Photos and article by Andrew Harford
Exhibit photos courtesy of The San Diego African American Museum
August 30, 2019, a large, joyous and diverse crowd ranging in age and ethnicity gathered at Balboa Park’s San Diego Museum of Art on a sunny San Diego afternoon for the opening celebration of the Black Life: Images of Resistance and Resilience in Southern California. The display is free to the public in the Museum’s Fleming Sr. Gallery until December 1, 2019, located off the sculpture court adjacent to Panama 66.
The evening began with a packed audience inside the gallery looking onto the collection of 40 black and white modern prints taken by native California photographers Harry Adams (1918–1988), Charles Williams (1908–1986), and Guy Crowder (1940–2011). All were very prominent and often unsung heroes in their craft. Working primarily as freelancers for publications such as the Los Angeles Sentinel, California Eagle, Los Angeles Times, and the LA Metropolitan Gazette, the three captured images that offered a uniquely rare look into black lives. Their imagery ranged from everyday members of their communities to the likes of Muhammad Ali, Malcolm X, Sidney Poitier, Queen Latifah, Chris Rock and many more.
The exhibit works explore black life in four sections: entertainment, prominent sports figures, activism and daily life, and it is amazing to have so many culturally significant photographs in the heart of San Diego for friends, family, and loved ones to visit and embrace.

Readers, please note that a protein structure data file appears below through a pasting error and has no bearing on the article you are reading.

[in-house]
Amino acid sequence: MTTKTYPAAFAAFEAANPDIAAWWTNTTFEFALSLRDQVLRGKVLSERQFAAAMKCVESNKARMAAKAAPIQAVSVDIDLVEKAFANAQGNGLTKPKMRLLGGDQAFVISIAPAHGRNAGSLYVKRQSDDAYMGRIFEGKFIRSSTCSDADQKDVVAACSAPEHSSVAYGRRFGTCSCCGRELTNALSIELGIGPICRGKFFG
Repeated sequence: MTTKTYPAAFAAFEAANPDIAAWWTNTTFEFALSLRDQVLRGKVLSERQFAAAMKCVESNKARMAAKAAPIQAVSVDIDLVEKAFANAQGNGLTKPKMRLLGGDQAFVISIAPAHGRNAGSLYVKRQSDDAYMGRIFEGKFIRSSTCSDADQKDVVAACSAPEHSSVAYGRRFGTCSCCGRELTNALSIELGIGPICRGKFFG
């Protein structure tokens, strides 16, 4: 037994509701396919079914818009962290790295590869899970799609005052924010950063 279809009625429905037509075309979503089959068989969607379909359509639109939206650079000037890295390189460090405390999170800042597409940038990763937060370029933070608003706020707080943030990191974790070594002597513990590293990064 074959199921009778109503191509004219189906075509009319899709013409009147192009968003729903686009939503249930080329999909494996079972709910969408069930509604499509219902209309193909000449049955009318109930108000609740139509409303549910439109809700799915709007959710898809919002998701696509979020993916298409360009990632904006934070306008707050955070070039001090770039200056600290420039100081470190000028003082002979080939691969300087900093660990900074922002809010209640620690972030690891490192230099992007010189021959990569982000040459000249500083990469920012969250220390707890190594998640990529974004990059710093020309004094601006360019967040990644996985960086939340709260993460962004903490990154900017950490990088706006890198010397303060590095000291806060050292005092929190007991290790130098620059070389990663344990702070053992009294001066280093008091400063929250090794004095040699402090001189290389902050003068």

When the doors opened Friday night, the crowd wandered around the halls soaking in the history and cultural impact of the prints that were elegantly arranged along the walls before enjoying a welcoming speech from an instrumental member in creating the exhibit, Gaidi Finnie who serves as on the Board of Directors for the San Diego African American Museum.
After about an hour spent appreciating the art exhibit, attendees enjoyed the festivities that continued the celebration outdoors. Mr. Finnie thanked the crowd again for their attendance and reminded them that this is all for them. He encouraged everybody to come together and enjoy each other’s company, history and culture. “Can you dig it?,” Finnie remarked, in closing, to smiles from all.
A DJ blasted lively music from under a shady canopy. Group and organized dances that allowed the audience to join including the electric slide and the cupid shuffle took over the courtyard. A microphone was handed over and a well-received performance from Floyd Smith followed. The exhibit was an occasion that everyone was thankful to be a part of and it was an event full of smiles, love, laughter, culture, history, family, friendship, dance, song, and joy.
This entire event and exhibit was brought to life by a collaborative effort between the Board of Directors of the San Diego African American Museum of Fine Arts (Carolyn Smith, Brian Mathews, Dr.Fern Nelson, Khalada Salaam, Sinia Shaw, Ramel Holyfield, Ed Nesfield, Denise Rogers, Gina Jackson, and Gaidi Finnie), California State University Northridge (who provided the prints from the archive of the Tom & Ethel Bradley Center) and The San Diego Museum of Art, which provided the space and infrastructure in compliance with the American Alliance of Museums.